The beautiful passage about the servant of two masters and the lilies of the field is the Gospel for the 15th Sunday after Trinity. Its feeling of warmth and abundance permeates the gorgeous opening chorus of Cantata BWV 99. This chorus overlays the wonderful chorale tune ”Was Gott tut, das ist wohlgetan” upon a concerto movement for flute, oboe d'amore and strings. The lilting tune sets the tone for the whole chorus. The whole movement has a marvelous sense of generosity and openness. Just the first violin line of the first cadence illustrates this. The actual chorale is a big arching tune, quite different than the stepwise motion that we are used to in most of the chorales. There are too many felicities of detail to enumerate here, but one should notice the structure of the opening. Strings play an opening tutti for 16 bars. The oboe d'amore enters in the seventeenth bar with the theme, the flute playing a bubbling obbligato. One would expect the chorale to enter either with the concerto soloists or on, perhaps the second phrase. Instead the first entrance is put on the cadence of the first solo concerto phrase, where one least expects it. The actual treatment of the chorale is significant. The soprano in long notes always begins alone with the bottom three voices imitating at a respectful distance. Certainly Bach hears the soprano here as the voice of God, leading the way for the poor mortal altos, tenors and basses. The final tutti, instead of being a repetition of the opening, is even more extravagant in its sheer beauty.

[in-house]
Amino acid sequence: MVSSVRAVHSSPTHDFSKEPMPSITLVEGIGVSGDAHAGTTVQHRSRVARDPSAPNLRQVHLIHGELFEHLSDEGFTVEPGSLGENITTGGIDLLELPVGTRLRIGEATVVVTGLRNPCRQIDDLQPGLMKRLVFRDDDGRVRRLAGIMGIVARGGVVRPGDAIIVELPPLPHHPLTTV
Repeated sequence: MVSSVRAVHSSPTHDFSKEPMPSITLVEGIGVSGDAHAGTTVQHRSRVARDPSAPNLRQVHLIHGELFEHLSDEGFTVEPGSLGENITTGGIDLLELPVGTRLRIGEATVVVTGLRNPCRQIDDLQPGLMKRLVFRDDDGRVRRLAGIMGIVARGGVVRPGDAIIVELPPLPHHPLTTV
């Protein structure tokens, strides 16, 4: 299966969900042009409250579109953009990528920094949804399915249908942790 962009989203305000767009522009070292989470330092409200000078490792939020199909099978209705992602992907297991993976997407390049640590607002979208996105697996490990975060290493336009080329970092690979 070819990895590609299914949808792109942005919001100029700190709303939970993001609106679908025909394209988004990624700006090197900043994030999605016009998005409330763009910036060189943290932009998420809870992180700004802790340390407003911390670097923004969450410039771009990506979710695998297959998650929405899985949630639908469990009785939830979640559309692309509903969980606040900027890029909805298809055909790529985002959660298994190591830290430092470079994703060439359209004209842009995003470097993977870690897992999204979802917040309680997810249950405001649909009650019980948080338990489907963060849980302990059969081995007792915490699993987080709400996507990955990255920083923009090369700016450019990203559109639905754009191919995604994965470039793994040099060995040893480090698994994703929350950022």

Most of the cantatas that we have been dealing with have begun with a conflict and ended up, some of them rather near the end, with a resolution. Our cantata here begins with great faith and confidence. Both of the subsequent concerted pieces, an aria and a duet have darker sides, although they are composed with the lightest of touches. The tenor aria with flute (#3) has passing chromatic passages and some quite daring harmony. It retains, however, a mood of quiet confidence. Notice how all of the vocal lines are literally turned upside down in the B section, as if one were seeing the situation from God's point of view.
As marvelous as this aria is, it is the soprano-alto duet with flute and oboe d'amore obbligati that brings the cantata to its climax. Again the first thing that one notices is the lightness of touch. The opening continuo line moves with the quietest of steps. The flute and oboe d'amore play a haunting little theme in canon with the most delicate of chromatics. Although the text sung by the singers is about the “Kreuzes Bitterkeiten,” it is clear that this is but a dim memory. The whole tone is of an elevated state of grace. How different are the long melismas of the two singers than the rather dogged ones three weeks earlier in the soprano-alto duet of Cantata BWV 113. Here, they have a kind of shimmering quality that illuminates the text like a lantern in the night. One is surprised that the duet is not a da capo until it becomes clear that the final chorale is the resolution, and that its first line of text is almost identical with the last line of text in the a section of the duet. Surely this is one of the most perfect cantatas in the whole literature.